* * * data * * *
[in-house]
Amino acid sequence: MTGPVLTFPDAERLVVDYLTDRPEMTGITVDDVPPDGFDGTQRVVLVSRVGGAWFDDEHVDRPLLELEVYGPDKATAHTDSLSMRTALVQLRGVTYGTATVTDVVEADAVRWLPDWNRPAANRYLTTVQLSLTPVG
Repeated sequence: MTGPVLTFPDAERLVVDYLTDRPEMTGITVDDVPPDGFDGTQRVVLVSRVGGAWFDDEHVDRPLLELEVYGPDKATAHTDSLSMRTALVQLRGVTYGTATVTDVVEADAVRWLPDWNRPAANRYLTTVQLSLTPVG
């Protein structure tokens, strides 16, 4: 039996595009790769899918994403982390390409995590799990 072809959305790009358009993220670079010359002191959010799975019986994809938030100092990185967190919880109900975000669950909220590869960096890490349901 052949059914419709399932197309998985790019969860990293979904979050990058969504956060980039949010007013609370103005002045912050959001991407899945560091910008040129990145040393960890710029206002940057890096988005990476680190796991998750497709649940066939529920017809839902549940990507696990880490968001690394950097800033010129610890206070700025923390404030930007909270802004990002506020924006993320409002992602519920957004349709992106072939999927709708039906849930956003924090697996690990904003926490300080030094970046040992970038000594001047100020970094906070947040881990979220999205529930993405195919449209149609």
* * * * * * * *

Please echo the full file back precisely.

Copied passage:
[in-house]
Amino acid sequence: MTGPVLTFPDAERLVVDYLTDRPEMTGITVDDVPPDGFDGTQRVVLVSRVGGAWFDDEHVDRPLLELEVYGPDKATAHTDSLSMRTALVQLRGVTYGTATVTDVVEADAVRWLPDWNRPAANRYLTTVQLSLTPVG
Repeated sequence: MTGPVLTFPDAERLVVDYLTDRPEMTGITVDDVPPDGFDGTQRVVLVSRVGGAWFDDEHVDRPLLELEVYGPDKATAHTDSLSMRTALVQLRGVTYGTATVTDVVEADAVRWLPDWNRPAANRYLTTVQLSLTPVG
């Protein structure tokens, strides 16, 4: 039996595009790769899918994403982390390409995590799990 072809959305790009358009993220670079010359002191959010799975019986994809938030100092990185967190919880109900975000669950909220590869960096890490349901 052949059914419709399932197309998985790019969860990293979904979050990058969504956060980039949010007013609370103005002045912050959001991407899945560091910008040129990145040393960890710029206002940057890096988005990476680190796991998750497709649940066939529920017809839902549940990507696990880490968001690394950097800033010129610890206070700025923390404030930007909270802004990002506020924006993320409002992602519920957004349709992106072939999927709708039906849930956003924090697996690990904003926490300080030094970046040992970038000594001047100020970094906070947040881990979220999205529930993405195919449209149609």